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4. Do you think that attitudes of bishops and other members of the hierarchy

Please answer EITHER question 5 or 6, based on your answer to question 1

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5. If you think attitudes and acceptance have DECREASESD, what criteria have you used to make your evaluations

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6. If you think attitudes and acceptance have INCREASED, what criteria have you used to make your evaluations

Thank you for taking the time to answer our poll.   Please share this poll with your social media and email contacts. We will publish and comment on the results by the end of the month.

5 replies
  1. Friends
    Friends says:

    Hey Francis,

    My issue with “The Poll” is that the “OTHER” category needs to provide a window for the responding reader to write an explanation of WHY they chose “OTHER”. Plausible reasons:

    — It could be that their own personal experience of discrimination has been ambiguous or non-existent.

    — It could be that their own parish is quite open and welcoming — but they are also keenly aware of very bad and negative attitudes toward GLBT Catholics in other parishes, around the country and around the world.

    Here’s an illustration of this ambiguity: my own Cardinal Newman Catholic Center at UMass-Amherst is absolutely welcoming of any and all Catholics who wish to worship with the University community. There is no hint whatsoever of any anti-GLBT discrimination in our community. Never once has an anti-GLBT statement or sermon been proclaimed from the pulpit.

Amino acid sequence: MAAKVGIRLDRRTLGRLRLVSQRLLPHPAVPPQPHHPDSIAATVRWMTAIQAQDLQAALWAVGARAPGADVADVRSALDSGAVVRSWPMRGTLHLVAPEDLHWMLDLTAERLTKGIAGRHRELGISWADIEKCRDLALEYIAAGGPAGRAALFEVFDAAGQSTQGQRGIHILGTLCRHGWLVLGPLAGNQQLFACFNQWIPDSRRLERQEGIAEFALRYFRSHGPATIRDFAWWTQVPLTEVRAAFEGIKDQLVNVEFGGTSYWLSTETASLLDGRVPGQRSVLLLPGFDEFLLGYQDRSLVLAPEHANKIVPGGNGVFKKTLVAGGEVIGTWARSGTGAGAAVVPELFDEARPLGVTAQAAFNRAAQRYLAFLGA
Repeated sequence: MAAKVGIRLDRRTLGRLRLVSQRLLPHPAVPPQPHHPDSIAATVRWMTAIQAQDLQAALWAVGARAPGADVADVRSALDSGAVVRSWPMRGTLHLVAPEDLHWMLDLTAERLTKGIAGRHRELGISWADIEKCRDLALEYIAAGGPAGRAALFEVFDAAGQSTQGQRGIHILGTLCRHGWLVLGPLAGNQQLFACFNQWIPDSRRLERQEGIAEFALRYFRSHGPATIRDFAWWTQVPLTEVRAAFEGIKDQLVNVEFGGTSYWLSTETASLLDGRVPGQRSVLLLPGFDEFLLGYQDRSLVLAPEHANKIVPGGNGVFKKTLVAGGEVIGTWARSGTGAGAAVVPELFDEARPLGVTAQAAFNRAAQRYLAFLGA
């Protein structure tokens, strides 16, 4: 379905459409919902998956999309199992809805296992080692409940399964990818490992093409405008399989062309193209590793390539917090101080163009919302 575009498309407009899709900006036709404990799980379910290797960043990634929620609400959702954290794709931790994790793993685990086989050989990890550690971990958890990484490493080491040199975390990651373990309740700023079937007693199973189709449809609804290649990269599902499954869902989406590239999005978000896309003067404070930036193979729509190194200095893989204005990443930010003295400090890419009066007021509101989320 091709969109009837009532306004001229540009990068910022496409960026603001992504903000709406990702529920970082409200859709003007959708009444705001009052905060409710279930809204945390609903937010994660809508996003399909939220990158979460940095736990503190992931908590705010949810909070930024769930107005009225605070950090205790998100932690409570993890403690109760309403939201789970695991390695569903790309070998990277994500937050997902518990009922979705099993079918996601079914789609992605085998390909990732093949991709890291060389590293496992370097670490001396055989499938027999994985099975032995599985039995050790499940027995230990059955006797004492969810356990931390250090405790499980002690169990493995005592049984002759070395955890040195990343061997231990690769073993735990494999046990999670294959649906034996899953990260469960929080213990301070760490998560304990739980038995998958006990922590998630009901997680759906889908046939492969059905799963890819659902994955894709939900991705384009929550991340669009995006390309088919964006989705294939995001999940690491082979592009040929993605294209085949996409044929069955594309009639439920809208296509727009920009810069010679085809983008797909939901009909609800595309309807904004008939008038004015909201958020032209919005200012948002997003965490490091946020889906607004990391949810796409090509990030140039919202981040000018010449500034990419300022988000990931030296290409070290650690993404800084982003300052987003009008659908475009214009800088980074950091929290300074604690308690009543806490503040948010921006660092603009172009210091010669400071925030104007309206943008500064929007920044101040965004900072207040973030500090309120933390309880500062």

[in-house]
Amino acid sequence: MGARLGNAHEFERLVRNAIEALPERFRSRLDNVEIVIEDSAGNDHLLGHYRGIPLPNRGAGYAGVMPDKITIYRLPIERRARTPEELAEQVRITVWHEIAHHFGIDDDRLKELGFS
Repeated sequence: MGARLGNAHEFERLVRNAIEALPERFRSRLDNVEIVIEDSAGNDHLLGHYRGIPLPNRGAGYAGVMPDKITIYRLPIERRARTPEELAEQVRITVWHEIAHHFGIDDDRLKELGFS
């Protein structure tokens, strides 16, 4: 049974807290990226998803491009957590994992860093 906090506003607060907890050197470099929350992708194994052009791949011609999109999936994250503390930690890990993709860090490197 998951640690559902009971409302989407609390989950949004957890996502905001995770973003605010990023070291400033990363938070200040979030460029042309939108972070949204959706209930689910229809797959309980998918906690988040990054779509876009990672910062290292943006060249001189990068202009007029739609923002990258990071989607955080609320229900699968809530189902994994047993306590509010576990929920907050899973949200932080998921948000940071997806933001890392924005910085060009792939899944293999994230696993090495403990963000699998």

However, at my undergraduate college (Holy Cross), the Diocesan bishop attempted to order the administration to shut down its pro-GLBT groups and initiatives. Then (as I think I’ve mentioned previously), he was busted for DUI, and spent a night in jail. Apparently he learned something from this chastening experience. Divine intervention and rectification, perhaps? At least I like to think so! That’s why I believe a space to provide a comment attached to the choice of “OTHER” should have been provided.

    Keep on keeping on, anyway! We all know it’s a labor of love on your part, and we all deeply appreciate it.

    • Francis DeBernardo, Editor
      Francis DeBernardo, Editor says:

      The window for “OTHER” is below the choice. You can write your answer in that long box. I am sorry that it was not clearer. The program that we used to create the poll did not give us an option to move the box next to the word “OTHER” as we would have preferred. I am sorry for the confusion.

  2. Bishop Carlos Florido, osf
    Bishop Carlos Florido, osf says:

    The Roman Catholic Church (there are other Catholic churches as the Anglican, Episcopal, Old Catholic Churches, etc.) is unfortunately ambivalent about LGBT people. I have great love and respect for the RC, many of its clergy and so forth. I received an outstanding education from a Catholic School for which I am extremely grateful.